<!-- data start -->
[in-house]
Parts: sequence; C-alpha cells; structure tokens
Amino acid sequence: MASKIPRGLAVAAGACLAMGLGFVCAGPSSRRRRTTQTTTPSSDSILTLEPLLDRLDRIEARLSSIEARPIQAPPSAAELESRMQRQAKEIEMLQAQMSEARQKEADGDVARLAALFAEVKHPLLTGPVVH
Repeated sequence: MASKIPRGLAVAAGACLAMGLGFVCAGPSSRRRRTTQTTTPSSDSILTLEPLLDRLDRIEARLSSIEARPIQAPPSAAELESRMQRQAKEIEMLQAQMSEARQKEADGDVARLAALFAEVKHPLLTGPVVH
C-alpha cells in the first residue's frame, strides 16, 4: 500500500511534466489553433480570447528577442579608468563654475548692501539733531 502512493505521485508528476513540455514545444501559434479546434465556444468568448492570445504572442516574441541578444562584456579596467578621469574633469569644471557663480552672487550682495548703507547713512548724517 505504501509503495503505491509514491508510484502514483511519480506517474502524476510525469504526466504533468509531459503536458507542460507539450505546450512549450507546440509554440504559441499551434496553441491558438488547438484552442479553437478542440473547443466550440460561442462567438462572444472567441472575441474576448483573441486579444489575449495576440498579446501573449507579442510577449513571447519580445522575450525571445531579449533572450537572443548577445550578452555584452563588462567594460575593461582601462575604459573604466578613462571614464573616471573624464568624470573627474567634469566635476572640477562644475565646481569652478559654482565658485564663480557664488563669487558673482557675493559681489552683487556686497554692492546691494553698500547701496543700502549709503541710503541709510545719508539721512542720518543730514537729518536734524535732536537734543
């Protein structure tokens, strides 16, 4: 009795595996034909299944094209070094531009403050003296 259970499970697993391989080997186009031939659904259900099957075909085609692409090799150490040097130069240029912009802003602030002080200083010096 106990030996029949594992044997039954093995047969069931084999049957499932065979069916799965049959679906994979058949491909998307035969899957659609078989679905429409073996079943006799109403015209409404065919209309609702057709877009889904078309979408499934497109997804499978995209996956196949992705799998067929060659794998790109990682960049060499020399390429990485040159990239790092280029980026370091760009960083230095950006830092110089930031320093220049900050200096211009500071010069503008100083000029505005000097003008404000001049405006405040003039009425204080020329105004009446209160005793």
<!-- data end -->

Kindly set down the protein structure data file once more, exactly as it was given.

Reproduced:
[in-house]
Parts: sequence; C-alpha cells; structure tokens
Amino acid sequence: MASKIPRGLAVAAGACLAMGLGFVCAGPSSRRRRTTQTTTPSSDSILTLEPLLDRLDRIEARLSSIEARPIQAPPSAAELESRMQRQAKEIEMLQAQMSEARQKEADGDVARLAALFAEVKHPLLTGPVVH
Repeated sequence: MASKIPRGLAVAAGACLAMGLGFVCAGPSSRRRRTTQTTTPSSDSILTLEPLLDRLDRIEARLSSIEARPIQAPPSAAELESRMQRQAKEIEMLQAQMSEARQKEADGDVARLAALFAEVKHPLLTGPVVH
C-alpha cells in the first residue's frame, strides 16, 4: 500500500511534466489553433480570447528577442579608468563654475548692501539733531 502512493505521485508528476513540455514545444501559434479546434465556444468568448492570445504572442516574441541578444562584456579596467578621469574633469569644471557663480552672487550682495548703507547713512548724517 505504501509503495503505491509514491508510484502514483511519480506517474502524476510525469504526466504533468509531459503536458507542460507539450505546450512549450507546440509554440504559441499551434496553441491558438488547438484552442479553437478542440473547443466550440460561442462567438462572444472567441472575441474576448483573441486579444489575449495576440498579446501573449507579442510577449513571447519580445522575450525571445531579449533572450537572443548577445550578452555584452563588462567594460575593461582601462575604459573604466578613462571614464573616471573624464568624470573627474567634469566635476572640477562644475565646481569652478559654482565658485564663480557664488563669487558673482557675493559681489552683487556686497554692492546691494553698500547701496543700502549709503541710503541709510545719508539721512542720518543730514537729518536734524535732536537734543
């Protein structure tokens, strides 16, 4: 009795595996034909299944094209070094531009403050003296 259970499970697993391989080997186009031939659904259900099957075909085609692409090799150490040097130069240029912009802003602030002080200083010096 106990030996029949594992044997039954093995047969069931084999049957499932065979069916799965049959679906994979058949491909998307035969899957659609078989679905429409073996079943006799109403015209409404065919209309609702057709877009889904078309979408499934497109997804499978995209996956196949992705799998067929060659794998790109990682960049060499020399390429990485040159990239790092280029980026370091760009960083230095950006830092110089930031320093220049900050200096211009500071010069503008100083000029505005000097003008404000001049405006405040003039009425204080020329105004009446209160005793």